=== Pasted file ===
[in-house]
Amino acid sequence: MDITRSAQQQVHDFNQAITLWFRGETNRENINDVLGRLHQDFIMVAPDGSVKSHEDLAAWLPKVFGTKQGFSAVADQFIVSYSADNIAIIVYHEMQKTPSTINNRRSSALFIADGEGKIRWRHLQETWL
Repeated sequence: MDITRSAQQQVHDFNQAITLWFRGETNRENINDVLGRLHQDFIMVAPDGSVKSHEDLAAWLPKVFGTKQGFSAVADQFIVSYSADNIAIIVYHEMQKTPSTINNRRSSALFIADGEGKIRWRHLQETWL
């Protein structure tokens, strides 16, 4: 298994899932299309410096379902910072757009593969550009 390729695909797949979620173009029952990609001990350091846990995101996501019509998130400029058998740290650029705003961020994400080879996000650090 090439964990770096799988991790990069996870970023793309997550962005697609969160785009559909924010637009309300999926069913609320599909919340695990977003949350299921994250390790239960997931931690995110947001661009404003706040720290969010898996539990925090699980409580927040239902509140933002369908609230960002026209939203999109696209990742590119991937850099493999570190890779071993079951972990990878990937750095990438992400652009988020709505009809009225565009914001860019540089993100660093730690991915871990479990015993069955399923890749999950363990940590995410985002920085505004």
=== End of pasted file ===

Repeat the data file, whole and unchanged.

[in-house]
Amino acid sequence: MDITRSAQQQVHDFNQAITLWFRGETNRENINDVLGRLHQDFIMVAPDGSVKSHEDLAAWLPKVFGTKQGFSAVADQFIVSYSADNIAIIVYHEMQKTPSTINNRRSSALFIADGEGKIRWRHLQETWL
Repeated sequence: MDITRSAQQQVHDFNQAITLWFRGETNRENINDVLGRLHQDFIMVAPDGSVKSHEDLAAWLPKVFGTKQGFSAVADQFIVSYSADNIAIIVYHEMQKTPSTINNRRSSALFIADGEGKIRWRHLQETWL
């Protein structure tokens, strides 16, 4: 298994899932299309410096379902910072757009593969550009 390729695909797949979620173009029952990609001990350091846990995101996501019509998130400029058998740290650029705003961020994400080879996000650090 090439964990770096799988991790990069996870970023793309997550962005697609969160785009559909924010637009309300999926069913609320599909919340695990977003949350299921994250390790239960997931931690995110947001661009404003706040720290969010898996539990925090699980409580927040239902509140933002369908609230960002026209939203999109696209990742590119991937850099493999570190890779071993079951972990990878990937750095990438992400652009988020709505009809009225565009914001860019540089993100660093730690991915871990479990015993069955399923890749999950363990940590995410985002920085505004």